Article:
// Call MapboxNavigation#startNavigation with successful response
}
@Override
public void onError(@NonNull OfflineError error) {
// Handle route error
}
});
}
});

Example re-route scenario with NavigationView

@Override
public boolean allowRerouteFrom(Point offRoutePoint) {
// Fetch new route with MapboxOfflineRouter
// Create new options with offline route
NavigationViewOptions options = NavigationViewOptions.builder()
.directionsRoute(offlineDirectionsRoute)
.build();
navigationView.startNavigation(options);
// Ignore internal routing, allowing offline route
return false;
}

Estimated local storage and memory benchmarks

The device will need to store both the routing data and the map data needed for visual display. For more information on managing offline download size, see the Offline maps troubleshooting guide.

Local storage

The road network density of given geographic areas varies widely, but we have provided a list of benchmark estimates below, created via a bounding box encompassing the region listed. As the data needs to be uncompressed on disk for faster routing, it shows non-compressed estimates. Download sizes will be smaller after compression.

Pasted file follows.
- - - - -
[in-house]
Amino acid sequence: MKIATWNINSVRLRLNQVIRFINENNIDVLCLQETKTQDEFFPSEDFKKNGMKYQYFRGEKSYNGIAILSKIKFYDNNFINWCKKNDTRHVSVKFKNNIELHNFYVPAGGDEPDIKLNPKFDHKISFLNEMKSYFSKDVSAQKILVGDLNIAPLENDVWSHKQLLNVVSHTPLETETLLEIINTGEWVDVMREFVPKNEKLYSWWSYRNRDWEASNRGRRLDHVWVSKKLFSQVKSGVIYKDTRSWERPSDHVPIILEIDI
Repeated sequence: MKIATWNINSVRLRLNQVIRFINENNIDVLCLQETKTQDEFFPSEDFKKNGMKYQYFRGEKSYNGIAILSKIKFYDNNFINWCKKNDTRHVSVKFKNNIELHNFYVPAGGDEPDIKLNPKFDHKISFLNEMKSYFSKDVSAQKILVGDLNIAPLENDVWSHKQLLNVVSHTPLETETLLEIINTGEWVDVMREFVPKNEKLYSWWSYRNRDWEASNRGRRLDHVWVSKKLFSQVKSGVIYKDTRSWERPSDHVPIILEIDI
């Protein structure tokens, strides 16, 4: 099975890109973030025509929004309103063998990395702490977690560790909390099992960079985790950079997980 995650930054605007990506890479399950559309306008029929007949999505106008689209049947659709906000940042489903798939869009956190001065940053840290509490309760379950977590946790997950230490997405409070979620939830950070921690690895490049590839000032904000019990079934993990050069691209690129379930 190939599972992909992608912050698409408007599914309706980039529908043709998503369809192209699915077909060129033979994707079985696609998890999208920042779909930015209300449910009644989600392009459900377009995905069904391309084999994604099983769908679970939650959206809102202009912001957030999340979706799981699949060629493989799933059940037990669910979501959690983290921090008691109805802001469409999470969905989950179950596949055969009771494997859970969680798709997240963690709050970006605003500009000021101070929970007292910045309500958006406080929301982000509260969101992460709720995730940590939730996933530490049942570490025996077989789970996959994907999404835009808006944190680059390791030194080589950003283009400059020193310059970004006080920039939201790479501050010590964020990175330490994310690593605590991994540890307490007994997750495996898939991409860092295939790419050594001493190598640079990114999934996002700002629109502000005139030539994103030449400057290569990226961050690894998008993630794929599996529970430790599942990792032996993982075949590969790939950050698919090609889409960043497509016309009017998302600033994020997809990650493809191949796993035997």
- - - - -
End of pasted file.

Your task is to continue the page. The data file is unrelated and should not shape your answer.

Example region sizeRouting dataMap data (z1-7,12)
Washington, DC41MB120B
San Francisco (city and county)57MB20MB
California377MB400MB
New York (state)475MB300MB
USA (minus HI and AK)3.8GB5GB
United Kingdom663MB290MB

Memory

For a typical route calculation in a geographic area, the amount of memory needed will vary depending on the complexity of route generation in that area. The following estimates were created using data from some of the largest cities to give a worst-case value.

Region sizeRAM needed
San Francisco (city and county)100MB
California150MB
USA (minus HI and AK)250MB